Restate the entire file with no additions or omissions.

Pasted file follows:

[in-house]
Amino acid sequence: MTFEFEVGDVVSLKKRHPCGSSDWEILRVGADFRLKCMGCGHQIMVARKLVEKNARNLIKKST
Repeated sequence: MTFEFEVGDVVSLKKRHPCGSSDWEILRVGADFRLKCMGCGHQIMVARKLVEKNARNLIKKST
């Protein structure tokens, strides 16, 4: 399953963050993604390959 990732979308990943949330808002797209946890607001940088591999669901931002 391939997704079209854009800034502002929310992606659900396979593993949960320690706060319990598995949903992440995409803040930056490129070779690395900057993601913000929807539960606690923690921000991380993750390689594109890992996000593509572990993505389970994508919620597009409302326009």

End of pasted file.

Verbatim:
[in-house]
Amino acid sequence: MTFEFEVGDVVSLKKRHPCGSSDWEILRVGADFRLKCMGCGHQIMVARKLVEKNARNLIKKST
Repeated sequence: MTFEFEVGDVVSLKKRHPCGSSDWEILRVGADFRLKCMGCGHQIMVARKLVEKNARNLIKKST
């Protein structure tokens, strides 16, 4: 399953963050993604390959 990732979308990943949330808002797209946890607001940088591999669901931002 391939997704079209854009800034502002929310992606659900396979593993949960320690706060319990598995949903992440995409803040930056490129070779690395900057993601913000929807539960606690923690921000991380993750390689594109890992996000593509572990993505389970994508919620597009409302326009």